Castle Cookery

My Father’s lack of acceptance that ‘Filmmaking‘ is a proper job, and that ‘casual blogging and occasional promo video for raves’ is NOT an acceptable lifestyle, nor a Career route, anyone ‘sane’ should explore, doesn’t often work in my benefit. Family occasions are filled with hints that I should have been social worker, or  an Estate Agent, ‘you’d make a great Estate Agent, you’ve got the personality for it’. What a way to call someone a nobhead. The number of times I’ve woken up to a text message containing a link to Reed.co.uk for a catering job or apprentice chef role, in a state of bemusement and tutted loudly are countless. However recently there was a benefit to this treatment, in the state of what i can only imagine was drunken desperation, my ‘Father’ booked me into a one day Mediterranean (probably based on my tanned and dark complexion) cookery course.

After an agricultural drive, through never-ending narrow winding roads. I cooked up a theory that all of this might be a Japanese-inspired elaborate ploy to dump me in the countryside never to find my way back to civilisation (well Margate). Alas we did arrive at Lympne Castle, far from limp, it stands tall and spectacular, superb and well just the kind of place a young naive woman would want to get married or go on a cookery course. It’s also rather close to a zoo, Port Lympne. That was an alternative theory; thrown to the Lions, or Apes more fatally.

The day started with coffee, and initial intrigue that I may be solo on the Med, alone in the Mediterranean as no one apart from hungover newly weds were present on the Castle grounds. I was delighted to eventually be joined by a Mother and Daughter, Sue and Bekka. They had South-African accents, clothes and tans that suggested they didn’t spend a lot of time in England, and cookery skills that suggested they spent even less time in the Kitchen. The challenge of seven Mediterranean meals was proposed, Ruth, our inspirational leader announced ‘I hope your hungry, cause your eating it all’. I admired her at that very moment, over the course of the next five – six hours that admiration would blossom and rise (much like our dough for the Fougasse) to an adoration. Ruth revealed to us, somewhere between the Fougasse and the Parmigiana, that she was a  cancer survivor. Tragic as it was she never lost her appetite, in fact she was eating more than ever during chemo, as we watched in owe of her and her cookery ability, it was easy to see why there was no loss of appetite. She was an effortless classy cook.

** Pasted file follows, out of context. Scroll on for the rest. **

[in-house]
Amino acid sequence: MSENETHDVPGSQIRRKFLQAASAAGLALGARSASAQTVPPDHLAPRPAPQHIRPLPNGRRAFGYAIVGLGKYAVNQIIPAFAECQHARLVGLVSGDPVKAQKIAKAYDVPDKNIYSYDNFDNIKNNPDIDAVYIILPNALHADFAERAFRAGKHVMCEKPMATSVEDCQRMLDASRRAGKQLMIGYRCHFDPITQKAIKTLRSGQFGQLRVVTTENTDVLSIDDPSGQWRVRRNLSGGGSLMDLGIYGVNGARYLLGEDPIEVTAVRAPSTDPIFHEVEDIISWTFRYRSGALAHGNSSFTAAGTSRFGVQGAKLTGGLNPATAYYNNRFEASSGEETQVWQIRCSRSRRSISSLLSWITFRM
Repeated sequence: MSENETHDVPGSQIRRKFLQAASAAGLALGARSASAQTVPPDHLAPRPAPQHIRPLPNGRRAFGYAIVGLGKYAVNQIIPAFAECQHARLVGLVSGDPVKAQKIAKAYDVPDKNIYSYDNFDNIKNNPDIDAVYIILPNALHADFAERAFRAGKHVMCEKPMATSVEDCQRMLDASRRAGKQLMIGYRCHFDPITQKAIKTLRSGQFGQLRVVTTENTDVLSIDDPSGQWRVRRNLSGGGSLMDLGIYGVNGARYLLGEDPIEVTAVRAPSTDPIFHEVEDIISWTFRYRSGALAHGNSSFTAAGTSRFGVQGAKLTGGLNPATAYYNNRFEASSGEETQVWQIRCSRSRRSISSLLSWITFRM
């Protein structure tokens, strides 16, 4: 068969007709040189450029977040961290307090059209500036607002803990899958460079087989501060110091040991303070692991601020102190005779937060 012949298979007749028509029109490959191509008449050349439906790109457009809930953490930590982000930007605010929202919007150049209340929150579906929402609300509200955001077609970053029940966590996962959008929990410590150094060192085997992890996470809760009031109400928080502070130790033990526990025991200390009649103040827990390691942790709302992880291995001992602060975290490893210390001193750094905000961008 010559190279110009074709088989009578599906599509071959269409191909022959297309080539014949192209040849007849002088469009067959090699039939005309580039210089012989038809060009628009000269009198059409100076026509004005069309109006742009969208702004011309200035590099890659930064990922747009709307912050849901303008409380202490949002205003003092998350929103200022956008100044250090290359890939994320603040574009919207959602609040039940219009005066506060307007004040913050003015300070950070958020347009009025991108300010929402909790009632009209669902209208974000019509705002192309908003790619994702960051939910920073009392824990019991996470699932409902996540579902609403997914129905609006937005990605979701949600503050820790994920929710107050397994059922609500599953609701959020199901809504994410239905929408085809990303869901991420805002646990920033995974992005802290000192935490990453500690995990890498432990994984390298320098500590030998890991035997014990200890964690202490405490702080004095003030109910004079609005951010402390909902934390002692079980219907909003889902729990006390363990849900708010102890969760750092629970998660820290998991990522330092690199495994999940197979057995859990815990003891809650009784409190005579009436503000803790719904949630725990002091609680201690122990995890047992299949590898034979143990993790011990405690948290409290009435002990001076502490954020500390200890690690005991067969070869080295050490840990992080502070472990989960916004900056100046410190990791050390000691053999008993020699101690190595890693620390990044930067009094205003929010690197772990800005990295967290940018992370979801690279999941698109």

The first task was to kneed out the dough needed for the Fougasse, the ladies took it on with elegance, i got stuck. I opted to step up to the onion chopping challenge, as the man and in my deluded opinion the senior chef. ‘Thinly sliced’ Ruth demanded, i smiled nodded with macho assurance and began to slice ……. open my thumb. Literally first action with the blade lead to the cold tap being run and the sympathy/pity of three women being aimed at me. Plastered up I battled through and together, we commandeered the Med and sailed through the seven courses.

The antecedent threat of ‘you’re eating it all’, didn’t seem as daunting when the banquet table was laid. It consisted of, a Fougasse, easily the freshest bread i’ve ever been stuck to. A greek Lamb stew which was simply Stew-pendous.  A Parmigiana which gave whole new meaning and purpose to aubergine. A Shallot Tarte tartin with Goats Cheese, which was so incredible that if a gang of Goats were to sample it they would attempt, heavy hoofed as the they are, to milk each other in a frenzied search to replicate the taste. Sicilian style Fish stew which would send the most passionate vegans searching for Dory. A not quite Mediterranean ‘Za’atar Chicken Mate’ was an Aussie alternative to BBQ Chicken thighs (‘Mate’ added for comic/stereotypical effect), were followed by Portuguese custard tarts. So good they were that it almost warrants  forgiving the Portuguese football team for their actions this summer.

So if you’re trying to escape your fate as an Estate agent or you’re just looking for a day out in Lympne where you don’t just stare at animals but actually marinate them, stew them, beat and eat them, then look no further than the Garden of England Cook School (Vegetarians course available) . The wide range of courses welcome all levels, just make sure you bring an equal appetite to Ruth’s appetite to teach, because remember no matter what ‘you’re eating it all’.

 

 

 

 

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